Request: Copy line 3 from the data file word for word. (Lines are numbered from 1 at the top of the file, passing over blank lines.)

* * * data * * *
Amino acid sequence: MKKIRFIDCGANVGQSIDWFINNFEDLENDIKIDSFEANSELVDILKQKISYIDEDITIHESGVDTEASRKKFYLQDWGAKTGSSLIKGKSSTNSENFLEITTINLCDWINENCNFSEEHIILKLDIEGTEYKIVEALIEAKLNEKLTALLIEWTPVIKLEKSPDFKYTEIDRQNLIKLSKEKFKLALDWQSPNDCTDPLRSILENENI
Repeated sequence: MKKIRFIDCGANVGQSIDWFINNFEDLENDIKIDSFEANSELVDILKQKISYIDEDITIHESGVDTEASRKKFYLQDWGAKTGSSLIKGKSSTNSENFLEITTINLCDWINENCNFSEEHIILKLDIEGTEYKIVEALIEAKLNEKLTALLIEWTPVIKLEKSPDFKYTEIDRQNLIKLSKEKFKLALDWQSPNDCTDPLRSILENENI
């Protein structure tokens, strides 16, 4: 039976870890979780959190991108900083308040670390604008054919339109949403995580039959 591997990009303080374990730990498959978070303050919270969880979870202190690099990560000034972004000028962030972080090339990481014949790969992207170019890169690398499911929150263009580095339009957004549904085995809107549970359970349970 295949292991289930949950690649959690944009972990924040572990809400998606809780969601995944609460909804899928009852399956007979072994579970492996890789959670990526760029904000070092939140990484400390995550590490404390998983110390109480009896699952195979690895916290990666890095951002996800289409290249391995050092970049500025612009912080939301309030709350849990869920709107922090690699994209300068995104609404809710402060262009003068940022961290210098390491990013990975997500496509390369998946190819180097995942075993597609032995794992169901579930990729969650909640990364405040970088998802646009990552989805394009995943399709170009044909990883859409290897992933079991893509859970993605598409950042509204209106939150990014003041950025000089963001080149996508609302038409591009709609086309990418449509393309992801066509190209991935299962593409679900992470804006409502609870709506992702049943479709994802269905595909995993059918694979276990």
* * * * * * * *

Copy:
């Protein structure tokens, strides 16, 4: 039976870890979780959190991108900083308040670390604008054919339109949403995580039959 591997990009303080374990730990498959978070303050919270969880979870202190690099990560000034972004000028962030972080090339990481014949790969992207170019890169690398499911929150263009580095339009957004549904085995809107549970359970349970 295949292991289930949950690649959690944009972990924040572990809400998606809780969601995944609460909804899928009852399956007979072994579970492996890789959670990526760029904000070092939140990484400390995550590490404390998983110390109480009896699952195979690895916290990666890095951002996800289409290249391995050092970049500025612009912080939301309030709350849990869920709107922090690699994209300068995104609404809710402060262009003068940022961290210098390491990013990975997500496509390369998946190819180097995942075993597609032995794992169901579930990729969650909640990364405040970088998802646009990552989805394009995943399709170009044909990883859409290897992933079991893509859970993605598409950042509204209106939150990014003041950025000089963001080149996508609302038409591009709609086309990418449509393309992801066509190209991935299962593409679900992470804006409502609870709506992702049943479709994802269905595909995993059918694979276990």